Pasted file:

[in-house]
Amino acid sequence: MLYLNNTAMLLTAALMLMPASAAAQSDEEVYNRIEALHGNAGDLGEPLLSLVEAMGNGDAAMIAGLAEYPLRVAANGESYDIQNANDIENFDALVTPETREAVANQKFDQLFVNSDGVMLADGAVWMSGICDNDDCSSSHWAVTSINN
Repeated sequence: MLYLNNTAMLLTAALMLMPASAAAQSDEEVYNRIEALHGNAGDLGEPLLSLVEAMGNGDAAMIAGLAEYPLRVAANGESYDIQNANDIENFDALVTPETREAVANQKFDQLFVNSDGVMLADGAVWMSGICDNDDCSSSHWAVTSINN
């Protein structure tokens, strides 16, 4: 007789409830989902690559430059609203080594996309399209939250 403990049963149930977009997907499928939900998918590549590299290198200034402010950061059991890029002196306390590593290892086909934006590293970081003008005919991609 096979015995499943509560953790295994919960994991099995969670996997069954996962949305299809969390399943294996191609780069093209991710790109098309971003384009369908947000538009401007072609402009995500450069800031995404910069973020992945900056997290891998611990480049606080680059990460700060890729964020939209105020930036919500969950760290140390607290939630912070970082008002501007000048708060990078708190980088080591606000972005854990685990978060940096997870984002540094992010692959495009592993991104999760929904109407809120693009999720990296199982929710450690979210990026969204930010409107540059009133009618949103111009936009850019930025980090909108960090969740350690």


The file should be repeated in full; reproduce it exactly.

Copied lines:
[in-house]
Amino acid sequence: MLYLNNTAMLLTAALMLMPASAAAQSDEEVYNRIEALHGNAGDLGEPLLSLVEAMGNGDAAMIAGLAEYPLRVAANGESYDIQNANDIENFDALVTPETREAVANQKFDQLFVNSDGVMLADGAVWMSGICDNDDCSSSHWAVTSINN
Repeated sequence: MLYLNNTAMLLTAALMLMPASAAAQSDEEVYNRIEALHGNAGDLGEPLLSLVEAMGNGDAAMIAGLAEYPLRVAANGESYDIQNANDIENFDALVTPETREAVANQKFDQLFVNSDGVMLADGAVWMSGICDNDDCSSSHWAVTSINN
């Protein structure tokens, strides 16, 4: 007789409830989902690559430059609203080594996309399209939250 403990049963149930977009997907499928939900998918590549590299290198200034402010950061059991890029002196306390590593290892086909934006590293970081003008005919991609 096979015995499943509560953790295994919960994991099995969670996997069954996962949305299809969390399943294996191609780069093209991710790109098309971003384009369908947000538009401007072609402009995500450069800031995404910069973020992945900056997290891998611990480049606080680059990460700060890729964020939209105020930036919500969950760290140390607290939630912070970082008002501007000048708060990078708190980088080591606000972005854990685990978060940096997870984002540094992010692959495009592993991104999760929904109407809120693009999720990296199982929710450690979210990026969204930010409107540059009133009618949103111009936009850019930025980090909108960090969740350690």